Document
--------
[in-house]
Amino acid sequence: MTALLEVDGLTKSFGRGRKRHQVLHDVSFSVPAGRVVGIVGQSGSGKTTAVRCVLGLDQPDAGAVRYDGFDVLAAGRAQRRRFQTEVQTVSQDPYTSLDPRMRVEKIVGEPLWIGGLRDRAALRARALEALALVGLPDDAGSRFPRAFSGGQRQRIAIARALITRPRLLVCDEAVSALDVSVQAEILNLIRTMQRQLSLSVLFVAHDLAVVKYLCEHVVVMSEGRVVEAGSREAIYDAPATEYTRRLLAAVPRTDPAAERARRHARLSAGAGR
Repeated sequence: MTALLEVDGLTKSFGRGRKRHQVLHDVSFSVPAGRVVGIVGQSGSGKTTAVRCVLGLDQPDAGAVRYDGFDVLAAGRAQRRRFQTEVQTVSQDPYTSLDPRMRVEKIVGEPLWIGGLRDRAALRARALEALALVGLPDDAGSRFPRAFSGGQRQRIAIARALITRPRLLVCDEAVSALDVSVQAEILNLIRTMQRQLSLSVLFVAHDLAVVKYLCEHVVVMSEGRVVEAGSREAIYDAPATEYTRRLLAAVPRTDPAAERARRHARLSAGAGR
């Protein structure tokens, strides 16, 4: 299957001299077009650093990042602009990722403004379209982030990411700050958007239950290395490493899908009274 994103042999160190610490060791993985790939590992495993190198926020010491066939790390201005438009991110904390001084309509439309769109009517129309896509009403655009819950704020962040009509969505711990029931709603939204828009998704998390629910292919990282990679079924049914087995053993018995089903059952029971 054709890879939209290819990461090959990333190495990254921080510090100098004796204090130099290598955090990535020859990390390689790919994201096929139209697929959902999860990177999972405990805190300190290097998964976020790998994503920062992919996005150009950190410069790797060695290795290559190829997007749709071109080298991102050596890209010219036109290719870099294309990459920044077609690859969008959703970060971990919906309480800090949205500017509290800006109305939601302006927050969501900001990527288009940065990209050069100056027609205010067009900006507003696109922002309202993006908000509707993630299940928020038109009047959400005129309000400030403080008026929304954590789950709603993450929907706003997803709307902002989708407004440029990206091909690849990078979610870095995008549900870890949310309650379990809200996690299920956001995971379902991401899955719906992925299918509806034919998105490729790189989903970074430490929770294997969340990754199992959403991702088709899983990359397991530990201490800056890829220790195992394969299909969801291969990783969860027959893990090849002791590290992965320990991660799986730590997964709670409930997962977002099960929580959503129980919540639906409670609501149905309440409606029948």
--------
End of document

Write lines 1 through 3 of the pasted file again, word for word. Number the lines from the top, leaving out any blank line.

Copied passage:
[in-house]
Amino acid sequence: MTALLEVDGLTKSFGRGRKRHQVLHDVSFSVPAGRVVGIVGQSGSGKTTAVRCVLGLDQPDAGAVRYDGFDVLAAGRAQRRRFQTEVQTVSQDPYTSLDPRMRVEKIVGEPLWIGGLRDRAALRARALEALALVGLPDDAGSRFPRAFSGGQRQRIAIARALITRPRLLVCDEAVSALDVSVQAEILNLIRTMQRQLSLSVLFVAHDLAVVKYLCEHVVVMSEGRVVEAGSREAIYDAPATEYTRRLLAAVPRTDPAAERARRHARLSAGAGR
Repeated sequence: MTALLEVDGLTKSFGRGRKRHQVLHDVSFSVPAGRVVGIVGQSGSGKTTAVRCVLGLDQPDAGAVRYDGFDVLAAGRAQRRRFQTEVQTVSQDPYTSLDPRMRVEKIVGEPLWIGGLRDRAALRARALEALALVGLPDDAGSRFPRAFSGGQRQRIAIARALITRPRLLVCDEAVSALDVSVQAEILNLIRTMQRQLSLSVLFVAHDLAVVKYLCEHVVVMSEGRVVEAGSREAIYDAPATEYTRRLLAAVPRTDPAAERARRHARLSAGAGR